Analysis of the implementation of the African Union's 0.2% levy: Progress and challenges

In this Brief, we look back at the year 2017. We look at the progress of the process within which the implementation of the 0.2% levy is being discussed. We then focus on one of the contentious issues raised by African Member States, namely the legality and the universal applicability of the 0.2% levy. We then share some observations on the way forward for a successful implementation.

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    In July 2016 the African Union decided to introduce a 0.2% levy on eligible non-African imports to finance its operations, programmes and peace and security operations. This decision stemmed from the realisation that, while the AU Member States contribute substantially to the financing of the Union’s daily functioning, the implementation of its priorities has been dominated by external funding, especially from the European Union and from individual European Member States.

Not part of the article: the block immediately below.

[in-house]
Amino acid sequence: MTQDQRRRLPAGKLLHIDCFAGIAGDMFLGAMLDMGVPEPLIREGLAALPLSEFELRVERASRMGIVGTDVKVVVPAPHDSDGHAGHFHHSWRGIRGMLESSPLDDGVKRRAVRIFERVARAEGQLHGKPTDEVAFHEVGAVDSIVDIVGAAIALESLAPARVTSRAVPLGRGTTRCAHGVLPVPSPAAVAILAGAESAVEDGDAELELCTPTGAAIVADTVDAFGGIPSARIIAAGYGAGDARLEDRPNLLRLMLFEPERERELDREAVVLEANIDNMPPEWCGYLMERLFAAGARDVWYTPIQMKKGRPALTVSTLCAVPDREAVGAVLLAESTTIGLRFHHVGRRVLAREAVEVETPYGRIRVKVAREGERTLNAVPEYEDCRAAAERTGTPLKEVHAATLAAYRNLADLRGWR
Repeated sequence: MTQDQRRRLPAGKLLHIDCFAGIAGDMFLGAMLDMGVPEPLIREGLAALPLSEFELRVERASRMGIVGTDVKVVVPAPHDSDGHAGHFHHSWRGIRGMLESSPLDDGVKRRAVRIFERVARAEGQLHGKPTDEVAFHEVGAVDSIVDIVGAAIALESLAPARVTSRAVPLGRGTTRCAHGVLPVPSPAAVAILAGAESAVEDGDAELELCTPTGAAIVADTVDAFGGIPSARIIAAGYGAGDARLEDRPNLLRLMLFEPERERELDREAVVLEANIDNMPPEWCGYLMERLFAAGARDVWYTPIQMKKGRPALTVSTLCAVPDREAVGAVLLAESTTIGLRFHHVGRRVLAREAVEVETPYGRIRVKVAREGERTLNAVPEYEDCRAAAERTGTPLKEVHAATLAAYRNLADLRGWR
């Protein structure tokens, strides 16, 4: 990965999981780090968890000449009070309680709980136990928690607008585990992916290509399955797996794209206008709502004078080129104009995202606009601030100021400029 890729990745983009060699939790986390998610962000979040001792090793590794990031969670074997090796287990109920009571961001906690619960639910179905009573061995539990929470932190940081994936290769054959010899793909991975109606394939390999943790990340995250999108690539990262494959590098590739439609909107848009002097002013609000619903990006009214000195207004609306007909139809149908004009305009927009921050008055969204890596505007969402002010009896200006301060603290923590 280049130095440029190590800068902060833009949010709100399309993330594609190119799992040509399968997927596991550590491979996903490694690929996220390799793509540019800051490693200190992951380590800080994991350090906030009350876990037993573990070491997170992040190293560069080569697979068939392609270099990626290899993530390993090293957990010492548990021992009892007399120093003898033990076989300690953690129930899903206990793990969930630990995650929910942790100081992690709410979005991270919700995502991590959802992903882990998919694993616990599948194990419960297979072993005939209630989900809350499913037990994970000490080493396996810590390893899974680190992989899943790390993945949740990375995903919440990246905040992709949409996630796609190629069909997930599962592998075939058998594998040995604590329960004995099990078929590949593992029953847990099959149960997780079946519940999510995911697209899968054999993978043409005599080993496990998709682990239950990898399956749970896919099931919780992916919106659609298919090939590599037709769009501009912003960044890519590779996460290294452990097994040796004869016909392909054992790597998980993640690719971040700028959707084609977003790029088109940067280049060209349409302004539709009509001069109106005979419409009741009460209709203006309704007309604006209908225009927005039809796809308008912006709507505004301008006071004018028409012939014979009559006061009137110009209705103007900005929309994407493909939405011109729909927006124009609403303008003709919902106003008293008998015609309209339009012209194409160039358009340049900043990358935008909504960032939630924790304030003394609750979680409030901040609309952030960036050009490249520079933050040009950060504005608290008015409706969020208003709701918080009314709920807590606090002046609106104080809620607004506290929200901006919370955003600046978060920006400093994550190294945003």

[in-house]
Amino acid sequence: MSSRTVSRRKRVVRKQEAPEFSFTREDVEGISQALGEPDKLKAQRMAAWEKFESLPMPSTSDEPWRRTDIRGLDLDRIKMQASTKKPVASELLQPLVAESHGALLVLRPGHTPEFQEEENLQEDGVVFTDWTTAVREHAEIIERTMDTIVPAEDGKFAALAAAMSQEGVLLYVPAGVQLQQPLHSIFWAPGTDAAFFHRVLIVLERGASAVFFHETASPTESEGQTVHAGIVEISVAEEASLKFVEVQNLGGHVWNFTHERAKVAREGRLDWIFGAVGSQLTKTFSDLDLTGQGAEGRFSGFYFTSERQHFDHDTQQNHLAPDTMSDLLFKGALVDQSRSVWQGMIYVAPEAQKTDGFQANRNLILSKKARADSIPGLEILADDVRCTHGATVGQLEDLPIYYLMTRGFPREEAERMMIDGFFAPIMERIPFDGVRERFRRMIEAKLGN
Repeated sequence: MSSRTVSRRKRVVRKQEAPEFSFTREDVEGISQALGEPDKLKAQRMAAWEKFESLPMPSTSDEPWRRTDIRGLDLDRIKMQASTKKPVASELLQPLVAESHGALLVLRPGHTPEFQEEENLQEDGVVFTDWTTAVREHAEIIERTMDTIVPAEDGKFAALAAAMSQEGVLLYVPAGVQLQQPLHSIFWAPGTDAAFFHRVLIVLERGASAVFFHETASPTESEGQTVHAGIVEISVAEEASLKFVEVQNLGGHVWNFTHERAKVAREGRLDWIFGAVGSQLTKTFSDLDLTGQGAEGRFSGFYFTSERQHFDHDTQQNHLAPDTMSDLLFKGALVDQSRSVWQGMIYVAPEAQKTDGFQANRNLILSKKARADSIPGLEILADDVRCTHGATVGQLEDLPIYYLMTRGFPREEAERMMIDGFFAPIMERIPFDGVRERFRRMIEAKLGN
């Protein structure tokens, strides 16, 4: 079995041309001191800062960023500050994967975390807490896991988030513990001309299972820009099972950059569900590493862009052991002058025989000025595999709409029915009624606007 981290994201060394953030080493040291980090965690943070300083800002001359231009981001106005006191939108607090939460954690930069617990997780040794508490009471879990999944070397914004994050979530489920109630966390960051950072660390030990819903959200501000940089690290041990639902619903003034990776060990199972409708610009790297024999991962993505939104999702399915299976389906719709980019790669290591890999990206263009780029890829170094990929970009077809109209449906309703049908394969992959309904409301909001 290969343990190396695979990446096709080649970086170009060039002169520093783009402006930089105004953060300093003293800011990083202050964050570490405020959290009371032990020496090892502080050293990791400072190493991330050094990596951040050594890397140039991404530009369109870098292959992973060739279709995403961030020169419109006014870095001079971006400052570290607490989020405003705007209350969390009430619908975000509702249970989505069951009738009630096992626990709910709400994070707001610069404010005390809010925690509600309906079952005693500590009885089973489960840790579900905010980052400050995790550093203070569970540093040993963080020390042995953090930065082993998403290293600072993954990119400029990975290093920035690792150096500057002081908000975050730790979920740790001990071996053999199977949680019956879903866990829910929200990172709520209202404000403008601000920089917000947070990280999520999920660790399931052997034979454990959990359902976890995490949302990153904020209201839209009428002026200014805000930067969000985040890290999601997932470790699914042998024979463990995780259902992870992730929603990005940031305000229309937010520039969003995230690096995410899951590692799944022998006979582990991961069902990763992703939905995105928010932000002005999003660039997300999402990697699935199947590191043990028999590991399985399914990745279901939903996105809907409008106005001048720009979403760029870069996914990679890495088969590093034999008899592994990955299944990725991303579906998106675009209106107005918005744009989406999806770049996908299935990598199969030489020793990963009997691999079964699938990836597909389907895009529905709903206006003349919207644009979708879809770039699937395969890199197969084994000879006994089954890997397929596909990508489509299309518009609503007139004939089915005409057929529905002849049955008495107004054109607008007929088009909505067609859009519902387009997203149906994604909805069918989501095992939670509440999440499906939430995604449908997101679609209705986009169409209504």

It is not the first time that African countries discuss and decide on financing regional organisations. In fact, the issue has been on the table since the very creation of the AU back in 2001. However, this was the first time Member States have discussed its concrete implementation and, in 2017, some African countries started taking steps to turn the decision on the 0.2% into reality.

    However, a number of implementation issues arose in the course of the year, requiring further clarifications and dialogue. These ranged from technical and legal issues related to the implementation of the levy to the accountability around the use of funds. As a result, the discussion on the implementation of the 0,2% needs to be viewed in the broader context of reforming the AU’s financing and budget processes.

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